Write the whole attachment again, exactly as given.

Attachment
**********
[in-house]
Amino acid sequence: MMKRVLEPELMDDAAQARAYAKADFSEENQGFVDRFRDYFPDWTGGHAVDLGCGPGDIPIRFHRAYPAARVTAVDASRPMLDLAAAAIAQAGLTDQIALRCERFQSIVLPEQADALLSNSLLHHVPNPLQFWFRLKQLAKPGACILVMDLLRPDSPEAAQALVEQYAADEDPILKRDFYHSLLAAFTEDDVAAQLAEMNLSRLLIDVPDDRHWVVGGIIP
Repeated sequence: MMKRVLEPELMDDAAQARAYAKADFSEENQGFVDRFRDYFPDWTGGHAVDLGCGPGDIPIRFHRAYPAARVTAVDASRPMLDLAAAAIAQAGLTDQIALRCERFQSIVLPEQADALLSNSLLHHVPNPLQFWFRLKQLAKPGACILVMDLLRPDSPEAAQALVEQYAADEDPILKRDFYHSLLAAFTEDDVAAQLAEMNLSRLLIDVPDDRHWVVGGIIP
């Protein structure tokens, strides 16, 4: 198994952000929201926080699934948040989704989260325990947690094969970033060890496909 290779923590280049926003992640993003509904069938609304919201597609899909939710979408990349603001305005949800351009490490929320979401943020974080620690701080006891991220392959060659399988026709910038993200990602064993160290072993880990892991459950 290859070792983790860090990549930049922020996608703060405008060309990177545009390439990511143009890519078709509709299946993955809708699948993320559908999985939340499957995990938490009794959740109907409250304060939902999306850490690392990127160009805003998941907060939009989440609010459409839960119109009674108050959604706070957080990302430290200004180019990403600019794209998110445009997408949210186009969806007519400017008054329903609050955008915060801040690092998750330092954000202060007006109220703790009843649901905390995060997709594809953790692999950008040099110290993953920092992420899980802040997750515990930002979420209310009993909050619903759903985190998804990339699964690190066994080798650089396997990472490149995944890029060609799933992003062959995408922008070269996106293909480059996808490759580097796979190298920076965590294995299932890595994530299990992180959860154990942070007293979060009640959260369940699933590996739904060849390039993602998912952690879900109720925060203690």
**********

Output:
[in-house]
Amino acid sequence: MMKRVLEPELMDDAAQARAYAKADFSEENQGFVDRFRDYFPDWTGGHAVDLGCGPGDIPIRFHRAYPAARVTAVDASRPMLDLAAAAIAQAGLTDQIALRCERFQSIVLPEQADALLSNSLLHHVPNPLQFWFRLKQLAKPGACILVMDLLRPDSPEAAQALVEQYAADEDPILKRDFYHSLLAAFTEDDVAAQLAEMNLSRLLIDVPDDRHWVVGGIIP
Repeated sequence: MMKRVLEPELMDDAAQARAYAKADFSEENQGFVDRFRDYFPDWTGGHAVDLGCGPGDIPIRFHRAYPAARVTAVDASRPMLDLAAAAIAQAGLTDQIALRCERFQSIVLPEQADALLSNSLLHHVPNPLQFWFRLKQLAKPGACILVMDLLRPDSPEAAQALVEQYAADEDPILKRDFYHSLLAAFTEDDVAAQLAEMNLSRLLIDVPDDRHWVVGGIIP
């Protein structure tokens, strides 16, 4: 198994952000929201926080699934948040989704989260325990947690094969970033060890496909 290779923590280049926003992640993003509904069938609304919201597609899909939710979408990349603001305005949800351009490490929320979401943020974080620690701080006891991220392959060659399988026709910038993200990602064993160290072993880990892991459950 290859070792983790860090990549930049922020996608703060405008060309990177545009390439990511143009890519078709509709299946993955809708699948993320559908999985939340499957995990938490009794959740109907409250304060939902999306850490690392990127160009805003998941907060939009989440609010459409839960119109009674108050959604706070957080990302430290200004180019990403600019794209998110445009997408949210186009969806007519400017008054329903609050955008915060801040690092998750330092954000202060007006109220703790009843649901905390995060997709594809953790692999950008040099110290993953920092992420899980802040997750515990930002979420209310009993909050619903759903985190998804990339699964690190066994080798650089396997990472490149995944890029060609799933992003062959995408922008070269996106293909480059996808490759580097796979190298920076965590294995299932890595994530299990992180959860154990942070007293979060009640959260369940699933590996739904060849390039993602998912952690879900109720925060203690």